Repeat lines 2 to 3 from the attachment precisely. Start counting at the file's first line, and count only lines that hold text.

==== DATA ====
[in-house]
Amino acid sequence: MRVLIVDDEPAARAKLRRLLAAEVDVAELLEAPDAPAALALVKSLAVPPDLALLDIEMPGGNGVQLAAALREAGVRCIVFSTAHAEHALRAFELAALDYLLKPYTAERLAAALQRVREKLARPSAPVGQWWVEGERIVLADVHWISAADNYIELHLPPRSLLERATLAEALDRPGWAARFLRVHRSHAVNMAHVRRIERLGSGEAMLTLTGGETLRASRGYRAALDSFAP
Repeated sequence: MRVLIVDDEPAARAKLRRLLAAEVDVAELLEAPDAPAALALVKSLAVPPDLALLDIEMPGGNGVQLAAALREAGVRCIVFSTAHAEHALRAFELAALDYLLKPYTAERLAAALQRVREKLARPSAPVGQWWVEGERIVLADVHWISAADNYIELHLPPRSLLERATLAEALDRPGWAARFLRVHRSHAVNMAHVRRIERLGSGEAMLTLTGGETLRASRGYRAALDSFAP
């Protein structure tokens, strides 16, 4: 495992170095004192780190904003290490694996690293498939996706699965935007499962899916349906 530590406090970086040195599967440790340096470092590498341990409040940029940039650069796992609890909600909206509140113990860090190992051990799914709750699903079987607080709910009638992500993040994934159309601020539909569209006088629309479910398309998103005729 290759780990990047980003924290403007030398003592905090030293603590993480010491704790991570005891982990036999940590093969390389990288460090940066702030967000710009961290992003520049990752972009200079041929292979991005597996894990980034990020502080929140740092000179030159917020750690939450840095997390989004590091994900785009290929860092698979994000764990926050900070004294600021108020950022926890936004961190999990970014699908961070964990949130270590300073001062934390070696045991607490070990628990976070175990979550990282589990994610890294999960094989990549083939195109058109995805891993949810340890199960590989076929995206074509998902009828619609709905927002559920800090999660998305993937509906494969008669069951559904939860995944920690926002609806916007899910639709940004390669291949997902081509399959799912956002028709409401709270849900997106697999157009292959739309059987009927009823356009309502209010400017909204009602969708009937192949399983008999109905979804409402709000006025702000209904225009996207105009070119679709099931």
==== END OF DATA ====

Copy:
Amino acid sequence: MRVLIVDDEPAARAKLRRLLAAEVDVAELLEAPDAPAALALVKSLAVPPDLALLDIEMPGGNGVQLAAALREAGVRCIVFSTAHAEHALRAFELAALDYLLKPYTAERLAAALQRVREKLARPSAPVGQWWVEGERIVLADVHWISAADNYIELHLPPRSLLERATLAEALDRPGWAARFLRVHRSHAVNMAHVRRIERLGSGEAMLTLTGGETLRASRGYRAALDSFAP
Repeated sequence: MRVLIVDDEPAARAKLRRLLAAEVDVAELLEAPDAPAALALVKSLAVPPDLALLDIEMPGGNGVQLAAALREAGVRCIVFSTAHAEHALRAFELAALDYLLKPYTAERLAAALQRVREKLARPSAPVGQWWVEGERIVLADVHWISAADNYIELHLPPRSLLERATLAEALDRPGWAARFLRVHRSHAVNMAHVRRIERLGSGEAMLTLTGGETLRASRGYRAALDSFAP